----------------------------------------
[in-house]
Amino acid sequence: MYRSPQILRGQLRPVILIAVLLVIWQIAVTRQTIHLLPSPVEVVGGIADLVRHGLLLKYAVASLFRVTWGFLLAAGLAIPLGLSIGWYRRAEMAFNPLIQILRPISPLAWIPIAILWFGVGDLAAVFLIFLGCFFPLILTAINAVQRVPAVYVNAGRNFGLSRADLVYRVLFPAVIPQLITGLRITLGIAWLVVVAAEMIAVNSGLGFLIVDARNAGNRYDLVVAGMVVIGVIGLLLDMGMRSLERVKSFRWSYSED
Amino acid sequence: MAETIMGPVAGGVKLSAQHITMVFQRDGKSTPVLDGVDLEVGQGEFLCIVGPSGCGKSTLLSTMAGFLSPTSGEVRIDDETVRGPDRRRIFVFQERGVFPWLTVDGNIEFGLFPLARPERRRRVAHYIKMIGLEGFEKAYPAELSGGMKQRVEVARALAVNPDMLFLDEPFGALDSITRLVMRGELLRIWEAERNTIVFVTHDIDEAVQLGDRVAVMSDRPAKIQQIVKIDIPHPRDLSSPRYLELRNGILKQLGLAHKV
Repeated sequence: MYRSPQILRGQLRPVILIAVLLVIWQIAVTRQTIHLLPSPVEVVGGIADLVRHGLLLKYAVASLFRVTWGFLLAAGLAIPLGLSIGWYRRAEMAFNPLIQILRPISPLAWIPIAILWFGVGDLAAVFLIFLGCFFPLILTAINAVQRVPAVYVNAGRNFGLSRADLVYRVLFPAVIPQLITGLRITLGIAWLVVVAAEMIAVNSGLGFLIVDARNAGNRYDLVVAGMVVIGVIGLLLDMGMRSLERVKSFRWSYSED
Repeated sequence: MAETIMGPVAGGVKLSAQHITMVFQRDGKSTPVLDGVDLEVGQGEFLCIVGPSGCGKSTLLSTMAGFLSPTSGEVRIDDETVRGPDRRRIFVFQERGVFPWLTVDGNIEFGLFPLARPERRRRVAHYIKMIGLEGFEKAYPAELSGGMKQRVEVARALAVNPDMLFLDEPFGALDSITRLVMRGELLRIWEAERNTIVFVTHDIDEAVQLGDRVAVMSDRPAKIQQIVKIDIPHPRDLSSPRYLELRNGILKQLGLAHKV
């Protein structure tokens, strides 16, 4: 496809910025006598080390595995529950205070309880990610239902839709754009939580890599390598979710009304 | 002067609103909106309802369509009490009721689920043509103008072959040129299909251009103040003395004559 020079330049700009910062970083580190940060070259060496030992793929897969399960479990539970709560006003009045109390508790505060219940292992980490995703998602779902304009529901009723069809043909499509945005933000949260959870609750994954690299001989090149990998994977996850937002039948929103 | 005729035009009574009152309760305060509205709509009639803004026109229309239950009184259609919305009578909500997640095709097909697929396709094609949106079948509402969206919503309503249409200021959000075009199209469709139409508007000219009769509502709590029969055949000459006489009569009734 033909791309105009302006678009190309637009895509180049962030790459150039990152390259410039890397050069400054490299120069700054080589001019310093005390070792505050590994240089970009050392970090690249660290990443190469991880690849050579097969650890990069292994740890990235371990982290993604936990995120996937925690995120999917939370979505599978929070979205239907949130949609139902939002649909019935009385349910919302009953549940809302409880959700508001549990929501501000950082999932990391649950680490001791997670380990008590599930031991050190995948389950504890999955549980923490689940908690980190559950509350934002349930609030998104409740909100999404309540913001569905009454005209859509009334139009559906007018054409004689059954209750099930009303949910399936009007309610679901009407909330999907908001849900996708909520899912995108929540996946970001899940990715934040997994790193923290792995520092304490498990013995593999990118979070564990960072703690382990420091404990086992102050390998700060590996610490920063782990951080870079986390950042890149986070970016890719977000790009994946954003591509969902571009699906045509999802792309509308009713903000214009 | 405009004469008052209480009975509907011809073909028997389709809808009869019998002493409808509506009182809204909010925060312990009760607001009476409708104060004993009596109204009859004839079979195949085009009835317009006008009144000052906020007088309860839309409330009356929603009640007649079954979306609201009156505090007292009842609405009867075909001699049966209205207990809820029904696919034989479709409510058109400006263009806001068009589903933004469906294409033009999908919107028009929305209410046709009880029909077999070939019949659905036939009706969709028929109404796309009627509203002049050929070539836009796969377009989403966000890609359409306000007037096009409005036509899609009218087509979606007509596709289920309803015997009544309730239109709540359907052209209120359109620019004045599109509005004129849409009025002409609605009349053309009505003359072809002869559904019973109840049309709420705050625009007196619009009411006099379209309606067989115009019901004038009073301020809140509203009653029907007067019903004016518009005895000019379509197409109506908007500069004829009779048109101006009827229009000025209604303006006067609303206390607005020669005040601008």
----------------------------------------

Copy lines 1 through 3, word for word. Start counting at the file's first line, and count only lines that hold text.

[in-house]
Amino acid sequence: MYRSPQILRGQLRPVILIAVLLVIWQIAVTRQTIHLLPSPVEVVGGIADLVRHGLLLKYAVASLFRVTWGFLLAAGLAIPLGLSIGWYRRAEMAFNPLIQILRPISPLAWIPIAILWFGVGDLAAVFLIFLGCFFPLILTAINAVQRVPAVYVNAGRNFGLSRADLVYRVLFPAVIPQLITGLRITLGIAWLVVVAAEMIAVNSGLGFLIVDARNAGNRYDLVVAGMVVIGVIGLLLDMGMRSLERVKSFRWSYSED
Amino acid sequence: MAETIMGPVAGGVKLSAQHITMVFQRDGKSTPVLDGVDLEVGQGEFLCIVGPSGCGKSTLLSTMAGFLSPTSGEVRIDDETVRGPDRRRIFVFQERGVFPWLTVDGNIEFGLFPLARPERRRRVAHYIKMIGLEGFEKAYPAELSGGMKQRVEVARALAVNPDMLFLDEPFGALDSITRLVMRGELLRIWEAERNTIVFVTHDIDEAVQLGDRVAVMSDRPAKIQQIVKIDIPHPRDLSSPRYLELRNGILKQLGLAHKV